Pistol lights

Discussion in 'Firearms' started by R65, Aug 24, 2006.

  1. R65

    R65 New Member

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    I want to read some discussion on pistol lights. I have been back and forth on this and need some feedback.

    At the root, they are designed to provide light to the target. while there are many brands, they all do the same thing. Obviously one wouldn't carry with one of these, home defense is in mind. Bedside arm is a Glock22 and Maglite. I want (not sure I need) a pistol mounted light to free a hand. Bright? Yes! they are. Cool and fun?sure. But what your thoughts on them? i am not usually in a tactical situation so what do you think about them?

    Thanks!!
     
  2. jrm

    jrm Sledgehammer

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    R65,
    There are several manufacturers of lights that mount on an accessory rail for a handgun. I think these are the most effective. They can be mounted or dismounted quickly and easily. They illuminate a target nicely.

    Some people don't like them because they don't like using their guns as flashlights (don't point a weapon at something you don't intend to shoot). That's fine. As I said above, they come off quickly and easily and can be used as hand-held lights (that are very compact, yet still very bright).

    And, they can be carried. Holster manufacturers make separate holsters for just the light, or for guns with lights mounted on them. If you carry a lot at night, you may want to think about it.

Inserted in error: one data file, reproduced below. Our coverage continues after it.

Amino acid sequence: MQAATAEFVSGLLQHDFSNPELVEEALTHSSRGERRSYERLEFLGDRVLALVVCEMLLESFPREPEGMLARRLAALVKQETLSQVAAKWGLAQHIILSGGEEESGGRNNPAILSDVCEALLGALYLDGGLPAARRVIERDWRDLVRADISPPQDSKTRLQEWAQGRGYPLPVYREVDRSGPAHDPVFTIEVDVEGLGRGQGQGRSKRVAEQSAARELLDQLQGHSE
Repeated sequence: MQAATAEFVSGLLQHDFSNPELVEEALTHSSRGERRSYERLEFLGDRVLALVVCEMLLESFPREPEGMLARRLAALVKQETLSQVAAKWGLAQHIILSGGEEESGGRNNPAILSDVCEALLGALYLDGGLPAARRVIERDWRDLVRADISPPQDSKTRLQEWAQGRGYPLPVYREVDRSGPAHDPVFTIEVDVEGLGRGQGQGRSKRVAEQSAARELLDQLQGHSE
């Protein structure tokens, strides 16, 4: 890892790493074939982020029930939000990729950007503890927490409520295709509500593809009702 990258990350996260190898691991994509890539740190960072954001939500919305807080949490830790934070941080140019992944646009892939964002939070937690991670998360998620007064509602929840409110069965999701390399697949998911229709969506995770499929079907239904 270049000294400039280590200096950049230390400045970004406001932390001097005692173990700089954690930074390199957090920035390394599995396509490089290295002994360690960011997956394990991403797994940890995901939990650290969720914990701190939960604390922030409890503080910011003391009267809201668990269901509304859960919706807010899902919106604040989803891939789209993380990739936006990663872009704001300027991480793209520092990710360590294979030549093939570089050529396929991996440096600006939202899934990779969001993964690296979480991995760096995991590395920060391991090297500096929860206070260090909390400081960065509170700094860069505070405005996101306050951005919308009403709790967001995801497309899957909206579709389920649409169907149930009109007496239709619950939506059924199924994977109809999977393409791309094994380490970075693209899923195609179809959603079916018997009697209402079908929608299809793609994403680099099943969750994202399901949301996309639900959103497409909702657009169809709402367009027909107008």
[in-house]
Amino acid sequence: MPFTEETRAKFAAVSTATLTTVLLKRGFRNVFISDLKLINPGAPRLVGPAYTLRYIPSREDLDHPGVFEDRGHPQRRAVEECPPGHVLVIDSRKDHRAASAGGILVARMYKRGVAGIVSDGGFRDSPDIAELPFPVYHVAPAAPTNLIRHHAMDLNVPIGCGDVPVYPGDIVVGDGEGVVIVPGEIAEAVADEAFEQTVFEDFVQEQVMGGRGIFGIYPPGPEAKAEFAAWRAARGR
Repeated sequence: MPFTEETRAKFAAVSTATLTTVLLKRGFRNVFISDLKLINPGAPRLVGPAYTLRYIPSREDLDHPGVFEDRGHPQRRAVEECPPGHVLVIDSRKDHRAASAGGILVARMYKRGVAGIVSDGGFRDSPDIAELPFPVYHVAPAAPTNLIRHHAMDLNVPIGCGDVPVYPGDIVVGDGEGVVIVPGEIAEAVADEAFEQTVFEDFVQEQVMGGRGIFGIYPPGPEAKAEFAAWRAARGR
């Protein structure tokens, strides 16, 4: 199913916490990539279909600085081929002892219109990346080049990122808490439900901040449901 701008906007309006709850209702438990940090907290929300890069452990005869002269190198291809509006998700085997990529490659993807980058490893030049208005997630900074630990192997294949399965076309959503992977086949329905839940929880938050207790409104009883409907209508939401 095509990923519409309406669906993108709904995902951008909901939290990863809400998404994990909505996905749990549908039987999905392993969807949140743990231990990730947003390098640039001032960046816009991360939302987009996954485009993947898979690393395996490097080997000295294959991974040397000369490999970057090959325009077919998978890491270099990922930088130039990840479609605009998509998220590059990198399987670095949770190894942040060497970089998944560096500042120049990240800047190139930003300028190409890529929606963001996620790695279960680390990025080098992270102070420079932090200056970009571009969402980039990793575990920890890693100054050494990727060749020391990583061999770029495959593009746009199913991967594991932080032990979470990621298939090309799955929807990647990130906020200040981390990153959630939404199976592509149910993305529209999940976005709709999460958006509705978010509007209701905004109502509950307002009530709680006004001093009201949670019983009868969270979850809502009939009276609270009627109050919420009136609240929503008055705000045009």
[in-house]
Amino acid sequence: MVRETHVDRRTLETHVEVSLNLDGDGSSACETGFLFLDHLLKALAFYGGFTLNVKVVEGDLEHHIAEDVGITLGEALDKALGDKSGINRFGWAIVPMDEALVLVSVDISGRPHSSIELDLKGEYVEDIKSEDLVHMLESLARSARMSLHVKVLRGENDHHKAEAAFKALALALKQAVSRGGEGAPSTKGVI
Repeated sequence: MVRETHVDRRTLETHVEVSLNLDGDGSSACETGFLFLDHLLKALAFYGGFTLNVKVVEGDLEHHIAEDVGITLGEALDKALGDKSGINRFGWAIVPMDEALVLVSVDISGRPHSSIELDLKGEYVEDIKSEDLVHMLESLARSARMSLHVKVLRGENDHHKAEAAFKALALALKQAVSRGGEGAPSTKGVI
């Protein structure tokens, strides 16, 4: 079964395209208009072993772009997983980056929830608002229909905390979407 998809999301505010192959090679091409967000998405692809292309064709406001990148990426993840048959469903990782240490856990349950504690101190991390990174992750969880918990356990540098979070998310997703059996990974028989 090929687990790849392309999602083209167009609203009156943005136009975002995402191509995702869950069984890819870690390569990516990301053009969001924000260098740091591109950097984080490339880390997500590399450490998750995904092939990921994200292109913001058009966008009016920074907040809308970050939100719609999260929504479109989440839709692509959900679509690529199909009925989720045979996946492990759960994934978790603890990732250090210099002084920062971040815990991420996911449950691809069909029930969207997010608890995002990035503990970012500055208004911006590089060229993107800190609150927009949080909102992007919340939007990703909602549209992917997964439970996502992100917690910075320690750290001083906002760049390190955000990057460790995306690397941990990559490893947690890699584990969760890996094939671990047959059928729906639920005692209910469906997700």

3. Malum Prohibitum

    Malum Prohibitum Moderator Staff Member

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    This is nothing more than my personal experience and opinion, so it is worth what you have paid for it.

    I always use a separate flashlight. I did when I was a police officer, and now I keep a big metal 4 D cell Maglight that I can use at night separate from the gun. It is just my personal preference.

    I have one of those little Surefire lights, but I found the battery discharge to be pretty quick and unreliable, leaving you without a light. I rarely use it. One of the rechargeable ones would be better.

    I kept the light separate, because most of the situations where I am using it, I am not about to shoot someone - thus I should not necessarily be pointing. If I apprehend a potential gunshot my way, I am able to keep the light far away from my heaed and torso by extending my arm. In the darkness, your assailant cannot see you behind the light.

    My last reason is that I can use the light to illuminate both the target and my sights.

    Well, those are my reasons. Many of you may find them a little silly, but it is what I found worked for me and made me more comfortable.

    O:)
     
  4. Malum Prohibitum

    Malum Prohibitum Moderator Staff Member